Illuminating the struggles and triumphs of the emerging educational justice movement, this anthology tells the stories of how black and brown parents, students, educators, and their allies are fighting back against systemic inequities and the mistreatment of children of color in low-income communities. It offers a social justice alternative to the corporate reform movement that seeks to privatize public education through expanding charter schools and voucher programs.
To address the systemic racism in our education system and in the broader society, the contributors argue that what is needed is a movement led by those most affected by injustice—students of color and their parents—that builds alliances across sectors and with other social justice movements addressing immigration, LGBTQ rights, labor rights, and the school-to-prison pipeline.
Mark R. Warren is a professor of public policy and public affairs at the University of Massachusetts, Boston, and the founder and co-chair of the Urban Research-Based Action Network. The author of three books, including most recently A Match on Dry Grass: Community Organizing as a Catalyst for School Reform, Warren studies and works with community and youth organizing groups seeking to promote equity and justice in education.
David Goodman is a journalist for national publications, the bestselling author of ten books, and host of the weekly public affairs radio show The Vermont Conversation. His varied passions have led him to write about a diverse mix of topics from world politics, the outdoors, and travel, to the impact of a natural disaster on his hometown in Vermont. He is a longtime contributing writer for Mother Jones. David’s Mother Jones articles were part of a package that won the prestigious National Magazine Award for General Excellence. His work has also appeared in the New York Times, Outside, Boston Globe, Travel & Leisure, Ski, the Los Angeles Times, and other publications.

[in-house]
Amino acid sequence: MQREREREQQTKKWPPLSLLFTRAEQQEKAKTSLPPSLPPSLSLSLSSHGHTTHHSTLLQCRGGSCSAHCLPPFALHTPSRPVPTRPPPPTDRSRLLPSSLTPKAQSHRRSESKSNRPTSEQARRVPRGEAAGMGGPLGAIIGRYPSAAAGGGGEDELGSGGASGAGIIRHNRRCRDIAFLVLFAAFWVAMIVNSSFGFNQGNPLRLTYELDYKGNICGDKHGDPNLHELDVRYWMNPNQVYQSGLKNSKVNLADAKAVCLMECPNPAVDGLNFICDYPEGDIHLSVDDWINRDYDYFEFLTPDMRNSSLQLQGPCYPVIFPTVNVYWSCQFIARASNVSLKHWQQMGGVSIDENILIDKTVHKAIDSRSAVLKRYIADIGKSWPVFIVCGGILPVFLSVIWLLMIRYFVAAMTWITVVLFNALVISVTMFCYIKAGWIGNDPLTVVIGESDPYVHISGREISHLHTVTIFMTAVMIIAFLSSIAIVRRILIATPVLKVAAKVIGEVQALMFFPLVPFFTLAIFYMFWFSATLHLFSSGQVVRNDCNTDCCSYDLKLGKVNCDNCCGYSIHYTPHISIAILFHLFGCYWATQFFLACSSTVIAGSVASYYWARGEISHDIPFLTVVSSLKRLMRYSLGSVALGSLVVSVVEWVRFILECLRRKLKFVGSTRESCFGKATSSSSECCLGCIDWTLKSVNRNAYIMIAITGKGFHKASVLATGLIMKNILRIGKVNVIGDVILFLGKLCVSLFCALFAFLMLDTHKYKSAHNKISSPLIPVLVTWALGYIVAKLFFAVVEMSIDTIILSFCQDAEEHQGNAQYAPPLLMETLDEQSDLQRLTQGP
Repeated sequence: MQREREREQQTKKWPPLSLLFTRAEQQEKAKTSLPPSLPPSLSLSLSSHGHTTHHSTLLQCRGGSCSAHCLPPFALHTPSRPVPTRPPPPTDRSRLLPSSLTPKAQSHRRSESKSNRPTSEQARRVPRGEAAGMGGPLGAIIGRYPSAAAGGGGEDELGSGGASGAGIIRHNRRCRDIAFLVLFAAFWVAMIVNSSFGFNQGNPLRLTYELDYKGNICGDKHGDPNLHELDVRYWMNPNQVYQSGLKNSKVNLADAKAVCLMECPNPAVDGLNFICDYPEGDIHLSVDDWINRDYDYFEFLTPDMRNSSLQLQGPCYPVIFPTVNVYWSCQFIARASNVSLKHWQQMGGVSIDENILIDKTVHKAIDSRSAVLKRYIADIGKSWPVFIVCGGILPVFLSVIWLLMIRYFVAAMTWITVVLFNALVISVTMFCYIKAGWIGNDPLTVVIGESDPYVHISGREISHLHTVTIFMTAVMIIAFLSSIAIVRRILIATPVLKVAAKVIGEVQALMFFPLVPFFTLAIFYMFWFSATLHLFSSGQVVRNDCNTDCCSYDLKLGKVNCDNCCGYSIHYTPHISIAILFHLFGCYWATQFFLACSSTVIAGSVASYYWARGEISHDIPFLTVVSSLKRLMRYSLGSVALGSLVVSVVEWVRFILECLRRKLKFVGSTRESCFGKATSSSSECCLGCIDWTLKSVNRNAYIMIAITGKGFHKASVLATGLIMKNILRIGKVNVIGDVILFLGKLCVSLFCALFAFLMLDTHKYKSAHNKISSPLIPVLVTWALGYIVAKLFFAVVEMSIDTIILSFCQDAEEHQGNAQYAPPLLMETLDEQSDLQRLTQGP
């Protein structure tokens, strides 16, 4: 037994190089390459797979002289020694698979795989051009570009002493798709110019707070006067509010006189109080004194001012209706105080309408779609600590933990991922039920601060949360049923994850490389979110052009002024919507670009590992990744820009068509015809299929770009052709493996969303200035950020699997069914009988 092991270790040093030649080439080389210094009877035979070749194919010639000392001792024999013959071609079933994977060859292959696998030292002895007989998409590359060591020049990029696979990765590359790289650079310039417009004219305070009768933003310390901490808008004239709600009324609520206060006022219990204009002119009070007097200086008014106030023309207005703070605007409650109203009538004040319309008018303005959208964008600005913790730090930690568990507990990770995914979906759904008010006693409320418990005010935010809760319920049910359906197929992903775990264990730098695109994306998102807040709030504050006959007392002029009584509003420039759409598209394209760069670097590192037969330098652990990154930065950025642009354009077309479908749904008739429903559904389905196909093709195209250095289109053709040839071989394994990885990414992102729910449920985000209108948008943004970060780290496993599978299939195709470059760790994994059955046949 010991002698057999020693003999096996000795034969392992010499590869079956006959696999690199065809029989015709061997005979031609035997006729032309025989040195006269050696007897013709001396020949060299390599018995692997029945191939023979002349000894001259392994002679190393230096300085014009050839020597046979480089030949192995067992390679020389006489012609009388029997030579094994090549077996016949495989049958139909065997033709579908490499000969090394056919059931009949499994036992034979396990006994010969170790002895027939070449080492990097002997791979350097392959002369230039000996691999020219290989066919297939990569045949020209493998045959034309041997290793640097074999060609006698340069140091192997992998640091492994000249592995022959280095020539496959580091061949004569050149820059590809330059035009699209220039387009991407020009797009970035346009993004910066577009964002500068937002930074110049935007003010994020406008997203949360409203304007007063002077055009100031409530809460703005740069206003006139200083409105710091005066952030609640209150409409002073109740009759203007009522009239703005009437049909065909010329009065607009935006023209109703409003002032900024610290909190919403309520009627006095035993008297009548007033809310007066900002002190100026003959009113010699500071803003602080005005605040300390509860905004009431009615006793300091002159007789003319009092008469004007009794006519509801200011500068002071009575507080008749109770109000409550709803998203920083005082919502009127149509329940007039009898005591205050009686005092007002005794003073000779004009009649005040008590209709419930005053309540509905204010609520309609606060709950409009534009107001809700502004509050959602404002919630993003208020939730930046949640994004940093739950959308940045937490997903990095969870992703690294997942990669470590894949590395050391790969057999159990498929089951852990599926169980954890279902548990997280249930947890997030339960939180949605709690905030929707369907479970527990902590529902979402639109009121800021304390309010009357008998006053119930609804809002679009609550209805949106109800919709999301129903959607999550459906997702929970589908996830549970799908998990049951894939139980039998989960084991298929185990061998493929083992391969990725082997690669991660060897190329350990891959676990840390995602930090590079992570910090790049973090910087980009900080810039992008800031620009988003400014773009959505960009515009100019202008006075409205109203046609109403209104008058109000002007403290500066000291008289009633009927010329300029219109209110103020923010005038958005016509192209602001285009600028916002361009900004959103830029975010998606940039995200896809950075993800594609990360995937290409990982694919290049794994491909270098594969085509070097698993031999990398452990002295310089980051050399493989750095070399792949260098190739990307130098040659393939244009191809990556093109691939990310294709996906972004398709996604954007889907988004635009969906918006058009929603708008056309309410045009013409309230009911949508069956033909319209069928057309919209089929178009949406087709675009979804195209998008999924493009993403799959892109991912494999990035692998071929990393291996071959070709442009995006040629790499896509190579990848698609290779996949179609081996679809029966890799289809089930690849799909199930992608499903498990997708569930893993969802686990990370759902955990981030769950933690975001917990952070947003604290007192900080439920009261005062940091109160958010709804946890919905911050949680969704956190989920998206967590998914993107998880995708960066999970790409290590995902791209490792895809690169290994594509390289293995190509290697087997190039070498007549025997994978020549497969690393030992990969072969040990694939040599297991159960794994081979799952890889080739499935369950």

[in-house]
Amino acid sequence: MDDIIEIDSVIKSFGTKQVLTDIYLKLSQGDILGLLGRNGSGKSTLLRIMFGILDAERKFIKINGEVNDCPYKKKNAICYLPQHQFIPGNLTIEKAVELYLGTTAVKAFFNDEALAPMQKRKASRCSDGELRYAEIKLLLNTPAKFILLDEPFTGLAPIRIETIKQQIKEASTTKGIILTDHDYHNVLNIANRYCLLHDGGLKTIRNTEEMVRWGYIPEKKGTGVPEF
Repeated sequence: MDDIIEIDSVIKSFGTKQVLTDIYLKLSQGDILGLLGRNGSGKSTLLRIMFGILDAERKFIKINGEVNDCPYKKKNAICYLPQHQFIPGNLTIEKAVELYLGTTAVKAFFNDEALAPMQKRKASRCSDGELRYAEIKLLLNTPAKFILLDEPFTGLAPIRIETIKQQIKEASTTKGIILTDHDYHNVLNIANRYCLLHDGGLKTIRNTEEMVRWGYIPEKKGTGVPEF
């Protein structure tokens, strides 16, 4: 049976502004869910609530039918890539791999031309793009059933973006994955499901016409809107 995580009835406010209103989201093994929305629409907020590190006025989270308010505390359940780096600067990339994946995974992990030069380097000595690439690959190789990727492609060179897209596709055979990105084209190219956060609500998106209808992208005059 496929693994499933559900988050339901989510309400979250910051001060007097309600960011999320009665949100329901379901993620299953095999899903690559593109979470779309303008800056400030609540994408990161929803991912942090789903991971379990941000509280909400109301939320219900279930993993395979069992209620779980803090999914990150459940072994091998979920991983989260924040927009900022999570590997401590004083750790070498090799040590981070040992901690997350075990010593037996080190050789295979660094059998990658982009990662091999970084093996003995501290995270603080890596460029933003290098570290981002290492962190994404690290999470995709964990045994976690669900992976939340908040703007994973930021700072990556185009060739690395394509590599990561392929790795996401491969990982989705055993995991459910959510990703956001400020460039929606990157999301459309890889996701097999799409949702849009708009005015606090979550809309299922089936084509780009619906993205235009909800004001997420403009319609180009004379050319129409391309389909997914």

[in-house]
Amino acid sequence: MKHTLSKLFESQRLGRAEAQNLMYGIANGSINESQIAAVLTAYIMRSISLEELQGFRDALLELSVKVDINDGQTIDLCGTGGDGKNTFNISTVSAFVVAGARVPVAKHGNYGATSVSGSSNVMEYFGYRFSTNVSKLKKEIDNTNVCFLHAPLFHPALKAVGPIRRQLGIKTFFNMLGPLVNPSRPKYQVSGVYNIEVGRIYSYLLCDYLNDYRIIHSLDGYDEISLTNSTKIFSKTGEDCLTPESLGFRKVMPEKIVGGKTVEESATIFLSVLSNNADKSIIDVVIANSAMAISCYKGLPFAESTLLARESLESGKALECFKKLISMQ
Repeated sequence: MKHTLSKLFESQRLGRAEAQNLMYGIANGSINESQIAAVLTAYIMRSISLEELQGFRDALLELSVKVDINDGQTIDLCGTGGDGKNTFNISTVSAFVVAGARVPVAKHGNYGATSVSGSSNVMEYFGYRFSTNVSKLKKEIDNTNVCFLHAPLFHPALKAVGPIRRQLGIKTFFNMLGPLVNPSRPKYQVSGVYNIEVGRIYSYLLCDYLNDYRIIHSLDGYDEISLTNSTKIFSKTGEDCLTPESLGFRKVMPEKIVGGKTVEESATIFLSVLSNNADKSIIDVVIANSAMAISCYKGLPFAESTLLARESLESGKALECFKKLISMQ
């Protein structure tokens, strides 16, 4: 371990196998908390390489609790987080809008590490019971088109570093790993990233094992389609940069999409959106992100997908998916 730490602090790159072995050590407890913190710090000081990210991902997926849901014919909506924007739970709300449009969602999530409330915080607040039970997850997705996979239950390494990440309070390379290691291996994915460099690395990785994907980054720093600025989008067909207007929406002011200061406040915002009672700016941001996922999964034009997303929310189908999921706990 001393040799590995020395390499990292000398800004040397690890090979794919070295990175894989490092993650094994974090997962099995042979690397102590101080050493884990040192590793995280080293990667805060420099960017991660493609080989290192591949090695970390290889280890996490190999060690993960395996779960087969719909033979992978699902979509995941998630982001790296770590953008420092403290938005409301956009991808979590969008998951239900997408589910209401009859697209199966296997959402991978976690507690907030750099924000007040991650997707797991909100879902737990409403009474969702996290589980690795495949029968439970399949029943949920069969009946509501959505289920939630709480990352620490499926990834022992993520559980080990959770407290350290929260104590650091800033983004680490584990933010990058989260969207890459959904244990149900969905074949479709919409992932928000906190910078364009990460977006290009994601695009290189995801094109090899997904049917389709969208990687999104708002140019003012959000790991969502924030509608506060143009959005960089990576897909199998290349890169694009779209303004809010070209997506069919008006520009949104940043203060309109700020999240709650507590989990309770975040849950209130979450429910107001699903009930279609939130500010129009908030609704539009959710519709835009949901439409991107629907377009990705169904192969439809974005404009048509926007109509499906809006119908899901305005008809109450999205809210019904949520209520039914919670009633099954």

Carlos Rojas is the Director of Special Projects for Youth on Board, and is currently spearheading, along with Esteniolla Maitre, ListeningWorks, an initiative to address the current political climate of hate and division in this country. He served on the Boston School Committee as the student representative from 2011-2012, and has worked in various local, statewide and federal initiatives, campaigns and organizations, including the Student Immigrant Movement, United We Dream, Massachusetts Save Our Public Schools, and the Boston Education Justice Alliance, which he helped to found as a student leader at Youth on Board.
Glorya Wornum served as President of Boston Student Advisory Council in school year 2014-2015 and works as part of Youth on Board to support youth organizing. Glorya has worked on BSAC’s Student Rights App, fossil fuel divestment campaign, and school-to-prison pipeline work, among other projects. She is a proud mother of a future BPS student and a graduate of EMK Academy for Health Careers, and continues to advocate for student voices.
Certain books were “banned in Boston” at least as far back as 1651, when one William Pynchon wrote a book criticizing Puritanism.